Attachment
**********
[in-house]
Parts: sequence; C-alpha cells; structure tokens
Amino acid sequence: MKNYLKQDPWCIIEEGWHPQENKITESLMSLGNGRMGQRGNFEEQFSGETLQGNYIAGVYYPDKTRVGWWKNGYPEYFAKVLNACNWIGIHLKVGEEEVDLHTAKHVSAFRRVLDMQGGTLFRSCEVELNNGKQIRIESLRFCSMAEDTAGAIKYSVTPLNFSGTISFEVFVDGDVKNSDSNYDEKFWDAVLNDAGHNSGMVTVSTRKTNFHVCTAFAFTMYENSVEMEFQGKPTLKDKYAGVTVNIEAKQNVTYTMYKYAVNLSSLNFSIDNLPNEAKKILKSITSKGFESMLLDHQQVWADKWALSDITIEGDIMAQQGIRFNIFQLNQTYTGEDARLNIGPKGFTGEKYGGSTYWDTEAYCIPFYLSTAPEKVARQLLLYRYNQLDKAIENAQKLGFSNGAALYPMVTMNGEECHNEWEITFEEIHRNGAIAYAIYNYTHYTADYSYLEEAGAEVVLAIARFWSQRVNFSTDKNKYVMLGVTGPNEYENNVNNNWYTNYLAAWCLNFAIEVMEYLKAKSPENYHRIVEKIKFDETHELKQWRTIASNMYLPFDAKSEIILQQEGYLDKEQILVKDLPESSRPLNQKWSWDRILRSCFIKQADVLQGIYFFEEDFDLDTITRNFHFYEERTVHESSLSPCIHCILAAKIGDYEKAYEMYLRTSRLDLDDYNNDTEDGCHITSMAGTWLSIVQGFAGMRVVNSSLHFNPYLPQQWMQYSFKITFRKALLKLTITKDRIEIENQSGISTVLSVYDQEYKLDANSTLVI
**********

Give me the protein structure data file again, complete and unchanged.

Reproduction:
[in-house]
Parts: sequence; C-alpha cells; structure tokens
Amino acid sequence: MKNYLKQDPWCIIEEGWHPQENKITESLMSLGNGRMGQRGNFEEQFSGETLQGNYIAGVYYPDKTRVGWWKNGYPEYFAKVLNACNWIGIHLKVGEEEVDLHTAKHVSAFRRVLDMQGGTLFRSCEVELNNGKQIRIESLRFCSMAEDTAGAIKYSVTPLNFSGTISFEVFVDGDVKNSDSNYDEKFWDAVLNDAGHNSGMVTVSTRKTNFHVCTAFAFTMYENSVEMEFQGKPTLKDKYAGVTVNIEAKQNVTYTMYKYAVNLSSLNFSIDNLPNEAKKILKSITSKGFESMLLDHQQVWADKWALSDITIEGDIMAQQGIRFNIFQLNQTYTGEDARLNIGPKGFTGEKYGGSTYWDTEAYCIPFYLSTAPEKVARQLLLYRYNQLDKAIENAQKLGFSNGAALYPMVTMNGEECHNEWEITFEEIHRNGAIAYAIYNYTHYTADYSYLEEAGAEVVLAIARFWSQRVNFSTDKNKYVMLGVTGPNEYENNVNNNWYTNYLAAWCLNFAIEVMEYLKAKSPENYHRIVEKIKFDETHELKQWRTIASNMYLPFDAKSEIILQQEGYLDKEQILVKDLPESSRPLNQKWSWDRILRSCFIKQADVLQGIYFFEEDFDLDTITRNFHFYEERTVHESSLSPCIHCILAAKIGDYEKAYEMYLRTSRLDLDDYNNDTEDGCHITSMAGTWLSIVQGFAGMRVVNSSLHFNPYLPQQWMQYSFKITFRKALLKLTITKDRIEIENQSGISTVLSVYDQEYKLDANSTLVI